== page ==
Over the past three months, the 10 selected startups have been working with mentors and the Station Houston resources to hone their companies within the program's new dedicated space, which includes a prototyping lab. At the demo day, which represents the conclusion of the first part of the Intel- and Microsoft-backed program, the startups presented their companies, what they've accomplished, and where they are headed.

Two companies received $5,000 checks from sponsors. GoKid, a carpooling optimization tool, received a prize from Brex, a credit card for startups. The other big winner was Aatonomy, a self-driving communities technology, which was awarded by Gulf States Toyota.

Ion Accelerator Demo Day F. Carter Smith

The second leg of the journey begins in January with pilot programs for the next six months. According to Christine Galib, director of Ion Smart Cities Accelerator, the companies have 15 pilots in the Houston area that hope to positively affect the lives of Houstonians.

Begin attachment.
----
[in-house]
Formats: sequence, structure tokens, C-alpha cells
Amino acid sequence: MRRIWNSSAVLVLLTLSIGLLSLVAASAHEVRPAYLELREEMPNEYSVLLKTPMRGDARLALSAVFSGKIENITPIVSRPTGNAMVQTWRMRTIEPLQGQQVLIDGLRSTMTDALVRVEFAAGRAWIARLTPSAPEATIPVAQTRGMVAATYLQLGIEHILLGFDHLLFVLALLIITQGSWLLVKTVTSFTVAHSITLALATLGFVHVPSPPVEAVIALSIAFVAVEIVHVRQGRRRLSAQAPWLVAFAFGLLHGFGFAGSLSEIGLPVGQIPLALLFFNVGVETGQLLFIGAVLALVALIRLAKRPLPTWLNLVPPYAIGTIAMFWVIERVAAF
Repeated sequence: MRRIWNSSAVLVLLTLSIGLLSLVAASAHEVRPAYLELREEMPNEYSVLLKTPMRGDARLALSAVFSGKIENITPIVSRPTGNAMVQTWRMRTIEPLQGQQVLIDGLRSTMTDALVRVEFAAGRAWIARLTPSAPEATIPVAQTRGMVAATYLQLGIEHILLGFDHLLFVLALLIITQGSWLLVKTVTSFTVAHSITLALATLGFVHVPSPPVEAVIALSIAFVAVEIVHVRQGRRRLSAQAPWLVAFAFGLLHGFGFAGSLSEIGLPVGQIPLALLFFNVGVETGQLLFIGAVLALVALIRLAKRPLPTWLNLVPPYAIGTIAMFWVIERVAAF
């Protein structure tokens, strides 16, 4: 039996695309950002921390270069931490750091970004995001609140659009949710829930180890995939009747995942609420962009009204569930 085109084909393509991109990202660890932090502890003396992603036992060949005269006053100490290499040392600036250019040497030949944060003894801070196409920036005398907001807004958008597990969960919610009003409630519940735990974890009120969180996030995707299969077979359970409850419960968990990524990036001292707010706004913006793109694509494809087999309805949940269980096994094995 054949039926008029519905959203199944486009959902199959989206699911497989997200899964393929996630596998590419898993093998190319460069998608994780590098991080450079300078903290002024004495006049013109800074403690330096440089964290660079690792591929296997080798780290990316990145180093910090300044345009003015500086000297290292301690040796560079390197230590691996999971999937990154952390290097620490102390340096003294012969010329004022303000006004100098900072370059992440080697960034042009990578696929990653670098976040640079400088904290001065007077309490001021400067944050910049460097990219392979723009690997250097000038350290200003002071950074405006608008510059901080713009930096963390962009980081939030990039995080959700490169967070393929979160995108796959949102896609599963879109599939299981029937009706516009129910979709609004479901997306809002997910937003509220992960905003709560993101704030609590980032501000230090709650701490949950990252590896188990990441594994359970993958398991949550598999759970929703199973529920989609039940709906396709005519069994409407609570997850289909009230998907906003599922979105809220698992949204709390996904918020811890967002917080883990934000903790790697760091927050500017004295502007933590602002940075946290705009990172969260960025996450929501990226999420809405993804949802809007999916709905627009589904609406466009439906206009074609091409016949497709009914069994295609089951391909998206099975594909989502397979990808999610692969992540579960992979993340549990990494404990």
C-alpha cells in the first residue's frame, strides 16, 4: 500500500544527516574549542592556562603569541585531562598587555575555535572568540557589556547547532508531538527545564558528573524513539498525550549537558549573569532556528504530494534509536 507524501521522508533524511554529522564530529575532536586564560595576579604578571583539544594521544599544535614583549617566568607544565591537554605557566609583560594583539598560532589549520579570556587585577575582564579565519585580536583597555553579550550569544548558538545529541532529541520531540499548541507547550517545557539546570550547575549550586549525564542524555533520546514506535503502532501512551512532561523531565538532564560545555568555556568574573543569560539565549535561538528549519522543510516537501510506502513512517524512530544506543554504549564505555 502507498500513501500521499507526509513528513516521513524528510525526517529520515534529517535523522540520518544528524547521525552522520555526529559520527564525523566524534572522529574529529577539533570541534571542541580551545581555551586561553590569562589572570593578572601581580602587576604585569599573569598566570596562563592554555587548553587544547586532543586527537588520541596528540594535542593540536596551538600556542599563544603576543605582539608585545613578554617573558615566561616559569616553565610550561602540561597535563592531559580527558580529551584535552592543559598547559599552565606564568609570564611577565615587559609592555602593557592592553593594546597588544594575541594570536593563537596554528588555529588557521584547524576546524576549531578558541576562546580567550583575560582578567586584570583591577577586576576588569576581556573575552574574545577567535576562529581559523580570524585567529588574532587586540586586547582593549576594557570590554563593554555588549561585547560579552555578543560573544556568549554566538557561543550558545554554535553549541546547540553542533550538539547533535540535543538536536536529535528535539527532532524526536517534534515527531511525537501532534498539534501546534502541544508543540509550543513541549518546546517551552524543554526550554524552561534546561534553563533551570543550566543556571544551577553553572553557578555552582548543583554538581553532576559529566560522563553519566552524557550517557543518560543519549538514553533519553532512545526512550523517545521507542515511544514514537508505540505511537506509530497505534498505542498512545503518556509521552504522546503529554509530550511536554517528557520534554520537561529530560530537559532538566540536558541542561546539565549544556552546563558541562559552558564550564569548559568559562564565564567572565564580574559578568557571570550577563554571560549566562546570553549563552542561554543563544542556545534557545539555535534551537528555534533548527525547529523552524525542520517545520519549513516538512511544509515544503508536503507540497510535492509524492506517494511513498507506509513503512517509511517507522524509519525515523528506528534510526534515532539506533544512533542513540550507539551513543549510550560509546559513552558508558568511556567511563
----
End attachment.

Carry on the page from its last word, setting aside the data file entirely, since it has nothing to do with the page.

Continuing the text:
"Our startups' technology focuses on connecting people. And this is what makes Houston truly the smartest city in America," says Galib. "To truly be the smartest city in America, we must continue to focus on how we connect people, and why we connect people, as well as to provide the processes and partnerships for these connections — not only to occur by chance, but also to be sustainable."

Gabriella Rowe, executive director of The Ion, echoed the importance people had on the smart cities equation.

"The great success that this accelerator has experienced over the last three months has really been because of people," she says.

Among those people who received a special shoutout from Rowe were the program's inaugural set of mentors. Several of these mentors introduced each of the startups as they presented.

"All of you opened your calendars, your time, and your wisdom to help these startups, but also to help our city," Rowe says to the crowd, which included the program mentors. "And to express a universal desire to make Houston the best possible city it can be, accessible to all Houstonians in every way as we grow to be that innovation economy and city of the future."